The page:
ALL books/audios must have been published before March 1, 2017. I don’t care where you got them, so old ARCS count too.

Post a review to Goodreads, or your blog then link it to the Rafflecopter for an entry. ( these can be mini review)

You can combine events, challenges etc.

No novellas for this one peeps. Page count must be over 100 pages to qualify.

The rafflecopter will only allow you to enter up to two books daily, so update as soon as you finish a book.

Use hashtag #TakeControlTBR

Twitter Party March 15th @ 7 pm (CST) The Ides of March. Come chat about books you have read and win prizes.

24-hour TBR read-a-thon Saturday, March 18th (sign-up will post in February) Grab your snacks, snuggle up and read until you drop! Instagram challenges and more.

Earn extra entries for participating in the Twitter Party and 24-hour TBR read-a-thon

Rafflecopter will close on April 2, 2017 at midnight and a winner will be chosen within 72 hours. Open internationally as long as Book Depositor ships to you. Prize: New 2016 release valued at up to 20 US dollars. I will do pre-orders as well. (may request eBook copy from Amazon or B&N)

I will update this post with my progress once the challenge starts!

  1. The Handmaid's Tale by Margaret Atwood
  2. The Shack by Wm. Paul Young
  3. Compulsion by Heidi Ayarbe
  4. Year of No Clutter by Eve O. Schaub
  5. Heist Society by Ally Carter (Heist Society, Book #1)

Stacking The Shelves and Sunday Post

This meme is hosted by Tynga over at Team Tynga's Reviews, which she describes as follows:
"Stacking The Shelves is all about the books we are adding to our shelves each week, sharing with you our excitement for our newest titles and maybe have you discover a new book in the process!"

Sunday Post is a weekly meme hosted by Kimberly @ Caffeinated Book Reviewer. It’s a chance to share news~ A post to recap the past week on your blog and showcase books and things we have received. Share news about what is coming up on our blog for the week ahead. See rules here: Sunday Post Meme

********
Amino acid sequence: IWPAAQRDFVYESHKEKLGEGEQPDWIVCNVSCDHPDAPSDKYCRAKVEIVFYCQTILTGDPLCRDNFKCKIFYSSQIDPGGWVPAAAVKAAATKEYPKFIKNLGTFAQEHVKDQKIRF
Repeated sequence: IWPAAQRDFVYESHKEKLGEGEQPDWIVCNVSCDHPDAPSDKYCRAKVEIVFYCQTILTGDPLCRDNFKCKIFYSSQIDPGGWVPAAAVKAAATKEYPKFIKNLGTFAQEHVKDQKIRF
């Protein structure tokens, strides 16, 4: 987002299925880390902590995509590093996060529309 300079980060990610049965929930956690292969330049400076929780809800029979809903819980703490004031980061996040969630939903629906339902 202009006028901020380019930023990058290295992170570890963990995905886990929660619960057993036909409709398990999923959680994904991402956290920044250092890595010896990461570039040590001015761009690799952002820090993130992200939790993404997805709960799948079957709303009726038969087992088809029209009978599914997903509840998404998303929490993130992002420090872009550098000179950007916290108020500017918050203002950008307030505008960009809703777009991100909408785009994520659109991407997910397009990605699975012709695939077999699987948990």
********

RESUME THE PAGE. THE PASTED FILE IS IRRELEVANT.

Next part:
The weather has been mild, but that streak is about to end. By Tuesday, we will be back to minus double digits.

Waking up to -12 degrees Celsius (10 degrees Fahrenheit), and by Wednesday our nights will be twice as cold as that.

As you can see, some of the snow has melted.

"Shane" gifted me with more audiobooks through Audible:

The Autobiography of Andrew Carnegie by Andrew Carnegie

The Wisdom of Life by Arthur Schopenhauer

Thanks, Shane!

I won this paperback (my book of choice up to $5.00) in a giveaway hosted by Sandy @ Somewhere Only We Know for the 2016 Series Enders Reading Challenge - November Wrap-up:

Thanks again, Sandy!

I bought this hardcover at the dollar store for $3.00. I need to start on this series!

Shadow Play by Iris Johansen 
(Eve Duncan, Book #19)

Did you know that you can download FREE audiobooks with Penguin Random House's Volumes app? Here's what I picked up:

Eat It to Beat It! by David Zinczenko

Escape From Mr. Lemoncello's Library by Chris Grabenstein
(Mr. Lemoncello's Library, Book #1)

I received this audiobook for review:

Born Survivors: Three Young Mothers and Their Extraordinary Story of Courage, Defiance, and Hope by Wendy Holden

Thanks again, Tantor Audio!

Recap: Last Week On The Blog

Sunday: Stacking the Shelves and Sunday Post
Monday: It's Monday! What Are You Reading?

Tuesday: Top Ten Tuesday: Top Ten Big Books That I Find Daunting (Are They Worth The Time Investment?)
Wednesday: Waiting On Wednesday: The Devil Crept In by Ania Ahlborn
Wednesday: Audiobook Review: 5 out of 5 stars for Pax by Sara Pennypacker
Thursday: Book Review: 4 out of 5 stars for When She Woke by Hillary Jordan
Friday: Audiobook Review: 2 out of 5 stars for Frankenstein, or The Modern Prometheus by Mary Shelley

What books have you added to your shelves this week? If you are also participating in either of these memes, please leave me the link to your blog post in the comments so that I can come and drool over all your goodies!

Friday, January 27, 2017

#Audiobook #Review: 2 out of 5 stars for Frankenstein, or The Modern Prometheus by Mary Shelley @BlackstoneAudio

TITLE: Frankenstein, or The Modern Prometheus
PUBLISHER: Blackstone Audio
PUBLICATION DATE: March 12, 2008 (first published 1818)
FORMAT: Unabridged audiobook
LENGTH: 8 hrs and 42 mins 
GENRE: Classics, Horror